The Philippine island of Boracay reopened Friday, six months after the government ordered it closed to visitors for a clean-up following President Rodrigo Duterte’s complaint its beaches had turned into a “cesspool.”
Amid strict regulations and tight security, officials allowed only up to 6,000 tourists with confirmed bookings to enter the island famed for its stretches of white-sand beaches. The closure of Boracay, a top tourism draw and important source of revenue, displaced thousands of workers.
Duterte said he was pleased with the clean-up effort.
Estimates of how big the losses were have not been disclosed, but the Boracay tourism sector last year pulled in about 56 billion pesos (about U.S. $1 billion).
“Boracay is a lesson of political will as exhibited by the president and yet, it is also a lesson of neglect and misfeasance and malfeasance in office,” Duterte spokesman Salvador Panelo said in a statement.
Panelo said Duterte wouldn’t have ordered the closure had local tour officials “operated following the law and the rules and regulations.”
“He stated that it has to take a President Duterte to put things in order and I think that we should all learn from these lessons so Boracay will become the attraction not only in this country but in the world,” Panelo said from the island as it opened again to the world.
Tourism Secretary Bernadette Romulo Puyat said she hoped the new Boracay would be the start of a “culture of sustainable tourism,” adding that other destinations have been put on notice that they should clean up or face a similar shut down.
“It means taking account of the repercussions of our actions on current and future situations of the environment,” she said.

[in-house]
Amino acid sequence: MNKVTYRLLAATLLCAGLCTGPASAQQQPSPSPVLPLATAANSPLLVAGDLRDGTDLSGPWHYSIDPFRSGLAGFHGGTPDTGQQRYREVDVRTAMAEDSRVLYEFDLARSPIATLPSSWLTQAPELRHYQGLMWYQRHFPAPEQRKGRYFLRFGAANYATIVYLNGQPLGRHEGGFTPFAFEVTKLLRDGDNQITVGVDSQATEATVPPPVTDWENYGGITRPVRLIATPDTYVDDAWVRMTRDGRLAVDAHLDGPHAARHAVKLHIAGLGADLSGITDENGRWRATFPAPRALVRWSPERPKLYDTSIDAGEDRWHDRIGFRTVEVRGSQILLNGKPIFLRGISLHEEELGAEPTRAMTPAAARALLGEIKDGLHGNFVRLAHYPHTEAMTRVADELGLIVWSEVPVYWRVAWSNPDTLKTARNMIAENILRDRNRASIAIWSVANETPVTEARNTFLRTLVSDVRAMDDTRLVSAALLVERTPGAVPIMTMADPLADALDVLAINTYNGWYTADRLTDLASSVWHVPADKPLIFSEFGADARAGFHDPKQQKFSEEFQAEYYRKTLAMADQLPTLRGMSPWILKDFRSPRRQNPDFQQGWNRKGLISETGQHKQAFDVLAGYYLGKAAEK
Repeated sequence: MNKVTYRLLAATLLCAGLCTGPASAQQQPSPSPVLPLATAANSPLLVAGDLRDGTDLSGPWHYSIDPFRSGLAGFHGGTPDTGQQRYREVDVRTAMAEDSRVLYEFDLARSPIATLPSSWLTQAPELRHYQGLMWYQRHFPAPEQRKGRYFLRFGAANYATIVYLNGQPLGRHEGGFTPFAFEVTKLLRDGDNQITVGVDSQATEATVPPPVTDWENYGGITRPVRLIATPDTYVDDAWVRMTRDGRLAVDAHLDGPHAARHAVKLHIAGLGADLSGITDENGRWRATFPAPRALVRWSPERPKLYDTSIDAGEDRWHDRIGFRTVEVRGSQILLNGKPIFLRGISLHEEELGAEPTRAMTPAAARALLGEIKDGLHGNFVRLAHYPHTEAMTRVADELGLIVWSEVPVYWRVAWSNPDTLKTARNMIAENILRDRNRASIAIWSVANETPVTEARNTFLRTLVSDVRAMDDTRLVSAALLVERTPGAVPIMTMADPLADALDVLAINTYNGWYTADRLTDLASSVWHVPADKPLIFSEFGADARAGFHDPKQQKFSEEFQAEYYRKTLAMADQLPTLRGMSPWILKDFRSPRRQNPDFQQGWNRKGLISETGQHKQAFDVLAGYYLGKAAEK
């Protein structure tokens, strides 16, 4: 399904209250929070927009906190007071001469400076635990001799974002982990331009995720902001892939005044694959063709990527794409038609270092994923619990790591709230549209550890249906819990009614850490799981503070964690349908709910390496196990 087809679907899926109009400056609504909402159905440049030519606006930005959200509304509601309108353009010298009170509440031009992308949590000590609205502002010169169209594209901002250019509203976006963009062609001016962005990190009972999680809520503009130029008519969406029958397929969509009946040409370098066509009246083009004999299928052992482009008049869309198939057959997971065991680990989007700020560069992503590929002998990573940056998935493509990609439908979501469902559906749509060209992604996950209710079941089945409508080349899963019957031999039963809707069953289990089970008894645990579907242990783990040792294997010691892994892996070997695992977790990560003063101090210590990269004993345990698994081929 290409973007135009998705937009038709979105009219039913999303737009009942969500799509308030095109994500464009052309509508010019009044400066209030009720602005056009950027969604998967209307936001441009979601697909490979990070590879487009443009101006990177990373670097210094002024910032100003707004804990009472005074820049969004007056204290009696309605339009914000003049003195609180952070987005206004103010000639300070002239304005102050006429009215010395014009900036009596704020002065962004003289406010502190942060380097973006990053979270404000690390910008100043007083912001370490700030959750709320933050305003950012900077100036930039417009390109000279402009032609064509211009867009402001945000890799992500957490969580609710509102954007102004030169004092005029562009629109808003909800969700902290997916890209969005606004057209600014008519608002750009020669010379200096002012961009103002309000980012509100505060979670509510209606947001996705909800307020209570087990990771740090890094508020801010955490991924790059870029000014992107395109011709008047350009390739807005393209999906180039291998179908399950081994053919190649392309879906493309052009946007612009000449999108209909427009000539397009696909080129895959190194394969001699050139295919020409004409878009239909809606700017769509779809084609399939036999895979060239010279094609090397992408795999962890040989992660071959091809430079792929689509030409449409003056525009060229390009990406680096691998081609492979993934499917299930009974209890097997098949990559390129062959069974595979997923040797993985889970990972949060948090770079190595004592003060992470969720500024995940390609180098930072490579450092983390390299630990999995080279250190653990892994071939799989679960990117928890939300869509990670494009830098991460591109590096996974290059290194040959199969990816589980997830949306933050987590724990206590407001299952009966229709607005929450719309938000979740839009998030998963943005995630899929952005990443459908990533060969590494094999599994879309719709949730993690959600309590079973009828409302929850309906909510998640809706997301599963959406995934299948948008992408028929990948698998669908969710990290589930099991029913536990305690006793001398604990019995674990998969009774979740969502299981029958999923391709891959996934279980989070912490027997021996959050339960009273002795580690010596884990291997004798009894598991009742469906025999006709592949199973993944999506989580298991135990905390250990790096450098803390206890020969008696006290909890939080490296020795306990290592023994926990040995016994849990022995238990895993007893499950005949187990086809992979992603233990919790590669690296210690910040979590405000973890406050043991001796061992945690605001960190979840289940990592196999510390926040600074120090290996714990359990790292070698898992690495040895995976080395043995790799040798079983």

“Our efforts have proven once again that change is indeed possible with a strong political will as our dear President Duterte has exhibited an eagerness to work together for love of country,” Puyat said.
She had told the Foreign Correspondents Association of the Philippines (Focap) that written warnings have been given to the beach resort destinations of El Nido in Palawan island, Panglao island and La Union in the north. Similar warnings were issued to whale shark watching destination in Oslob in central Philippines and the mountain resort town of Baguio city.
Previously, Duterte described the beaches around Boracay as a “cesspool” and a danger to human health. He made the statement even though the island has been touted as the upcoming Southeast Asian tourism hotspot to rival Phuket in Thailand and Bali in Indonesia.
Parties, fire dancers, masseuses, vendors, stray dogs, bonfires and even sand castle building have been banned from the beachfront, according to Environment Secretary Roy Cimatu, head of the government group overseeing the rehabilitation of the island.
“I will immediately report to President Duterte how much we have accomplished in six months,” Cimatu said, adding the island’s three casinos were closed permanently in line with the President’s order.
The justice department also issued a legal opinion last week, agreeing that the president can impose a no-casino policy without needing congressional action.
“The state possesses police power to prohibit gambling in the Philippines or any part of it and this power was validly delegated by law to PAGCOR, a government corporation, which is subject to control by the president,” the department order said, referring to the Philippine Amusement and Gaming Corp.
Police said more than 6,000 officers have been deployed to guard the island.
“Since this becomes now an attractive area for the Islamic state militants. We do not want to be alarmists, but we are preparing for possible incidents involving terrorism,” regional police commander Chief Superintendent John Bulalacao said.
“With the influx of tourists, we will be expecting more human activities and therefore we expect the crime incidence will increase,” he added.
In 2017, members of a militant group from the Abu Sayyaf tried to kidnap foreigners in Bohol island, southeast of Manila, but authorities killed five of the militants before they could carry out their plan.
In 2001, 23 people including three U.S. citizens in the Dos Palmas resort in Honda Bay, Palawan, were kidnapped by the Abu Sayyaf Group.
Mark Navales in Davao contributed to this report.